Tyrion has other problems. Varys (Conleth Hill) tells him Cersei knows about Shae (Sibel Kekilli), meaning Tywin will find out sooner rather than later. Sure enough, Cersei (Lena Headey) tells the Hand of the King at the pre-wedding party gift party (groom shower? Is that a thing?). Tyrion, unconvincingly playing Bad Cop, tries to convince Shae to leave, but in keeping with her petulant behavior over the last few episodes, she declines. Nevertheless, he has Bronn put her on a ship to Pentos.

Back to the giftening. Tyrion gives Joffrey (Jack Gleeson) a book on the kings of Westeros, but Tywin (Charles Dance) trumps him by giving Joffrey the other Valyrian steel sword forged from Ice. Joffrey names it "Widow's Wail" (and kudos to whoever yelled out "Stormbringer!" when he was taking suggestions) and uses it to hack Tyrion's book up, charming Sansa by saying using it will be "like beheading Ned Stark all over again." And then has the balls to tell Tyrion he needs to get him another present.

Finally, the wedding. Some decent laughs are to be had, courtesy, as always, of Lady Olenna (Diana Rigg), who not so subtly reminds Tywin of the debts this latest war has racked up. Bronn assures Tyrion that Shae is safely away ("Go drink 'til it feels like you did the right thing."). Loras Tyrell (Finn Jones) gives Jaime as good as he gets, re: Cersei ("You'll never marry my sister." "Neither will you." DAAAAMN). Meanwhile, Cersei tells Brienne (Gwendoline Christie) to step off, and Prince Oberyn (Pedro Pascal) and Tywin have a friendly disagreement about the acceptability of rape and the murder of children. You know, the usual wedding banter.

The lead up to the Big Moment included a troupe of little people reenacting the War of Five Kings. I felt skullfucking the direwolf head was a bit much, but Joffrey seemed to enjoy it, and that's what counts. In fact if were to tally up all of his offenses, they'd take an entirely separate recap. Here are a few:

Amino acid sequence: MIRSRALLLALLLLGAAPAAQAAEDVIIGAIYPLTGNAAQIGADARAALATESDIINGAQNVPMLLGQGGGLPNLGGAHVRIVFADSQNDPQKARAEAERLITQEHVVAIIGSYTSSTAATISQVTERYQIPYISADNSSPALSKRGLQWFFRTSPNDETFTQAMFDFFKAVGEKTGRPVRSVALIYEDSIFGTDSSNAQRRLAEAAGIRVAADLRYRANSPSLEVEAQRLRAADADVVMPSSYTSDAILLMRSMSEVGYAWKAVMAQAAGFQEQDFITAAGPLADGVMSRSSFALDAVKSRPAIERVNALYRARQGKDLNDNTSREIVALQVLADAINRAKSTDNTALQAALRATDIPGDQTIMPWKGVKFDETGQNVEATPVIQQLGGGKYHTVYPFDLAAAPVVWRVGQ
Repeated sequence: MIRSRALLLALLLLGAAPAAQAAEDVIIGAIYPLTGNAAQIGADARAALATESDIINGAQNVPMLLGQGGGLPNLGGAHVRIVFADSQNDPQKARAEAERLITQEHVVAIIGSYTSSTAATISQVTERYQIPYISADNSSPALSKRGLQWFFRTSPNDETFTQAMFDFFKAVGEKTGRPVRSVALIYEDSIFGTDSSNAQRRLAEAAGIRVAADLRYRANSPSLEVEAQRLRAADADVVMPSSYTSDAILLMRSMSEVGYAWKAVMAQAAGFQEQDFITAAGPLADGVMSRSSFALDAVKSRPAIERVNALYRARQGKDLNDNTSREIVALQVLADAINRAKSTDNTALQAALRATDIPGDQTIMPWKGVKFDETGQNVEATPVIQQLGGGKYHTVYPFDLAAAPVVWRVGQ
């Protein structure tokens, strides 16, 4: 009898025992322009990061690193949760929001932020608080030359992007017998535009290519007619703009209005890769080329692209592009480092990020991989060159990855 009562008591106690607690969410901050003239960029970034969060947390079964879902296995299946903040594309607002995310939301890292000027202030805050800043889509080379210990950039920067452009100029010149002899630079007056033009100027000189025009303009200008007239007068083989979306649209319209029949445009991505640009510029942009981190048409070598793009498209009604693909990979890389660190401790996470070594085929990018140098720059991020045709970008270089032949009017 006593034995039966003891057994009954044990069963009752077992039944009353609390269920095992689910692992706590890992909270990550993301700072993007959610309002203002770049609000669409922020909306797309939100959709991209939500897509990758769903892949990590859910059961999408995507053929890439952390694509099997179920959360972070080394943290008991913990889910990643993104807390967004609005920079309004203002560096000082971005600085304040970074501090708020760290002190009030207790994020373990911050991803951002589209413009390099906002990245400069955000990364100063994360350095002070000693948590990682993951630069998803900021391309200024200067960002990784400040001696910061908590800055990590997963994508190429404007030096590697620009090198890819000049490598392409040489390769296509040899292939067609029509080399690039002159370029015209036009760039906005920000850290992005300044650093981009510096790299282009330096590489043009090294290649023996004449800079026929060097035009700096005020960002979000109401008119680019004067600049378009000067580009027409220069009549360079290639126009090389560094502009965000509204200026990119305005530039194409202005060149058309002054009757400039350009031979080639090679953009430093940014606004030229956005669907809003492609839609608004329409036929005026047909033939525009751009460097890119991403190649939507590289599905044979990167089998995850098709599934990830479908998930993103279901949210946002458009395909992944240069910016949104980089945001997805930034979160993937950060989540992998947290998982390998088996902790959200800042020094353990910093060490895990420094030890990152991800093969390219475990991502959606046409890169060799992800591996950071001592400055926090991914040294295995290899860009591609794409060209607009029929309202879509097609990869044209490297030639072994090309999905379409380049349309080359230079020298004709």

- Ordering the Hound to kill Mycah - Having Ned beheaded when he said he'd send him to the Wall - Beating Sansa - Ordering the murder of all Robert's bastards - Prostitute fu - Pelting Sigur Rós with coins (okay, that was actually kind of funny)

He enraged so many people -- his own family included -- that the only thing missing was a montage of Tyrion/Sansa/Stannis et al. muttering, "I'll get Joffrey Lannister if it's the last thing I do!" Being a smug book reader, I know who the poisoner is, but for now it looks like Tyrion will be spending some time in the Black Cells.

Finally, give Gleeson credit, he created a character so loathsome his death may go down as the least mourned in history. At last the audience has a murder they can feel good about. In fact, I eagerly await* all the YouTube compilations of people laughing and high-fiving during the episode.

* Not really

Things That Will Piss Off Book Purists: Who the hell is Myranda? Bronn didn't train Jaime in left-handed fighting, tongue-less Ilyn Payne did, and it was Jaime's idea, not Tyrion's -- how much this has to do with Wilko Johnson's terminal cancer diagnosis is unclear; "Reek" never told anybody Bran and Rickon were alive; Melisandre didn't visit Shireen; Loras and Oberyn? It's HBO; Jaime actually didn't get back to King's Landing until after Joffrey's death; I wasn't sure, but it didn't look like any of the dwarves were female, which may be significant for future episodes.

Next Week: Where is Sansa off to? How screwed is Tyrion? Can Castle Black stand? Can Meereen?